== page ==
Taipei Exchanges

Di 36 Ge Gu Shi
2010 / 82m - Taiwan
Taipei Exchanges poster

Taipei Exchanges [Di 36 Ge Gu Shi] is one of the latest Taiwanese entries in the "cinema that makes you go hungry" category (Rinco's Restaurant, Kamome Diner). It's a pretty terrific entry too, as it adds some extra spice and flavor to what is essentially just a very simple and subtle light-hearted drama. Just make sure you have something to nibble on while watching as the will to fight your appetite will be tested quite heavily along the way.

screen capture of Taipei Exchanges [Di 36 Ge Gu Shi]

If you own a restaurant and you need a promotional video for your business, you're best bet is to hire an Asian director and let him go berserk on your food. They seem to possess a special quality to make food appear even more tasty, almost mythical on film. I admit that it's a rather specific quality that's not very beneficial to the whole of mankind, but if you're planning to make a film on diners and restaurants it sure comes in handy.

Taipei Exchanges is a modest story about the start-up of a small café. The café is Doris' childhood dream, her sister is forced into the deal by Doris' rather pushy mom. In the beginning, the establishment is nothing special, serving coffee and tasty desserts only. But when the two sisters try to get rid of some unwanted opening gifts, Doris' sister comes up with a strong gimmick that steers the film in a whole new direction.

The opening gifts are put up for trade all over the café. The objects are not for sale (and will not be sold under any circumstance) but can only be traded for other goods. At first, Doris is a little weary of the idea, she wants people to come and enjoy her pastry and not for the swapping gimmicks, but shortly after business picks up and Doris' place becomes the talk of the town.

screen capture of Taipei Exchanges [Di 36 Ge Gu Shi]

Like most Taiwanese dramas, Taipei Exchanges has a solid visual foundation. The camera work is subtle and beautiful, the use of color is stylish and the editing is soft and dreamy. From time to time Hsiao breaks through this traditional styling with some nifty little animations and a few documentary segments. These add a definite younger and fresher feel to the film, giving it a more unique and differentiating identity. Not a bad thing as many Taiwanese dramas tend to look quite alike.

The soundtrack too is a real asset to the film. Warm, soft, and moody jazz-like tunes that slowly transport you to a fuzzy state of trance. It eases the mind and puts you in a comfortable little universe where life is good, the pastry tastes great and problems are never as serious as they would be in real life. The score has an essential part in defining the entire experience of the film, something that is as great as it is rare.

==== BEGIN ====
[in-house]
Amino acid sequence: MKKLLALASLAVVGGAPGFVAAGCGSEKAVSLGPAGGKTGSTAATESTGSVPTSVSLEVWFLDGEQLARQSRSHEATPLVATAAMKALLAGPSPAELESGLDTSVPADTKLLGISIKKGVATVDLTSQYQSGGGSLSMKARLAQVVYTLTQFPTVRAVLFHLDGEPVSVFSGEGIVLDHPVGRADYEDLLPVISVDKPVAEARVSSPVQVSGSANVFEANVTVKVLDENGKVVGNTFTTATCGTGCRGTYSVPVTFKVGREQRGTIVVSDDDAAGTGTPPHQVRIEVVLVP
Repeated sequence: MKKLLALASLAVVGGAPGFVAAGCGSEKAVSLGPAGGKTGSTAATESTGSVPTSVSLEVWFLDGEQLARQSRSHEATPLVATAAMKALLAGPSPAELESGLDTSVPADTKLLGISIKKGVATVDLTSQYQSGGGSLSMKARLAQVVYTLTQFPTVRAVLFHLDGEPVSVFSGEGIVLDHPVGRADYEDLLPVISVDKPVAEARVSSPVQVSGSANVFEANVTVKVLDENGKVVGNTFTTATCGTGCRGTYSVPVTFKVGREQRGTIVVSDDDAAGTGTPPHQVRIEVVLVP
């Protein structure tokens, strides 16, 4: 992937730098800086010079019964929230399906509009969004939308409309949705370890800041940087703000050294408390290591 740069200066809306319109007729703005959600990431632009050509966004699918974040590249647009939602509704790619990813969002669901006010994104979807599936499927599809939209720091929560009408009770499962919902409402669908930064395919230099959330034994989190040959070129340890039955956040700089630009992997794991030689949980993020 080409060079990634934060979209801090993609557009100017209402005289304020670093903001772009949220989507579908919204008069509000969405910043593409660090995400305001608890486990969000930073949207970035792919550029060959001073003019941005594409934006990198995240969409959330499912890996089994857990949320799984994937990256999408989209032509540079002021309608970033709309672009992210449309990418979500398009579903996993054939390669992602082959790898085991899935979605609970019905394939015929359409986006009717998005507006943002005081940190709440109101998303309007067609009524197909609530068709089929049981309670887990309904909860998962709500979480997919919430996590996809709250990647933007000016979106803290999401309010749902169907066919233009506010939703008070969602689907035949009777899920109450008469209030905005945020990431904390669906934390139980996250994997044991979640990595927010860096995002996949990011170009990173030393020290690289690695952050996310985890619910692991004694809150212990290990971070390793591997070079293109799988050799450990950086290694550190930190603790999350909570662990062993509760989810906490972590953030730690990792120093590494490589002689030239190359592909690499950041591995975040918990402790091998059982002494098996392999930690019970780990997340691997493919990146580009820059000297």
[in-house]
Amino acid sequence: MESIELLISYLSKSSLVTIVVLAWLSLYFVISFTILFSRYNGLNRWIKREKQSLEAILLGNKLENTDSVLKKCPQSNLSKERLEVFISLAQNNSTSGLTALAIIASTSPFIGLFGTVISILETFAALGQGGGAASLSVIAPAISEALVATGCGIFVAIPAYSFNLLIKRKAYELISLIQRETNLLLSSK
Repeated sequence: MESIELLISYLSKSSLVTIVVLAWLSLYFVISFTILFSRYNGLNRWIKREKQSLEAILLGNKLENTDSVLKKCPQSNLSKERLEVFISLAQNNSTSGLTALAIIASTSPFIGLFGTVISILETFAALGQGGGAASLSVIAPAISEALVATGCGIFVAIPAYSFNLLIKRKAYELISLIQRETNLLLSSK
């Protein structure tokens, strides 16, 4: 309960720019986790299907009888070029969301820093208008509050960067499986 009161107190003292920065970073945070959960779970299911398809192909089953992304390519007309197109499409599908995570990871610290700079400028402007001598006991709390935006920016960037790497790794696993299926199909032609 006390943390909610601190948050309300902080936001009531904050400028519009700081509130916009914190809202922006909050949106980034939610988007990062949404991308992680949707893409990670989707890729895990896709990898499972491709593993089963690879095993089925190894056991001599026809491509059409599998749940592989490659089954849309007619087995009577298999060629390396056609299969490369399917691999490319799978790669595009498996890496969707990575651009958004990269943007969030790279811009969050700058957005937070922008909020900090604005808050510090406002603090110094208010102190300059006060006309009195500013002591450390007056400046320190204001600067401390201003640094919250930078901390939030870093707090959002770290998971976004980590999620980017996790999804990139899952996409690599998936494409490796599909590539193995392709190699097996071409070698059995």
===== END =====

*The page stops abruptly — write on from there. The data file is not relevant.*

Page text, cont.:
Acting too is solid. The two sisters are quite different in character and are not people you would usually expect to get along very well, but both actresses do pull it off with considerable grace. The supporting cast is rather small and insignificant, but they do a pretty decent job too. The focus remains on bother sisters though, who carry the film with deceptive ease.

screen capture of Taipei Exchanges [Di 36 Ge Gu Shi]

On the surface, Taipei Exchanges is a simple film about the happenings of a start-up establishment, but there is a little more to it. Along the way the film questions the life choices of both sisters, inserting short street interviews where actual people are presented with the same dilemmas. It's an interesting technique that highlights the film's main themes without muddling them away in secondary layers. Taipei Exchanges remains above all a light-hearted film and Hsiao doesn't jeopardize that with too much highbrow abstractions or symbolism.

In the end, the film reminded me a little of Café Lumière, not because of the topic or because both directors are called Hsiao, but because both films feature that same dreamy, fuzzy, borderline sleepy atmosphere. Taipei Exchanges allows you to drift away for a short while, feeling at ease and contented, enjoying the delicate beauty of life without too much negativity in sight.

If you like Asian food cinema, Taipei Exchanges is a wonderful addition to your list of must-see films. It's a small, delicate, and subtle little film, a wholesome, warm blanket that feels fresher than most of its peers and excels in just about every way possible. This one comes highly recommended, if you know what you're dealing with.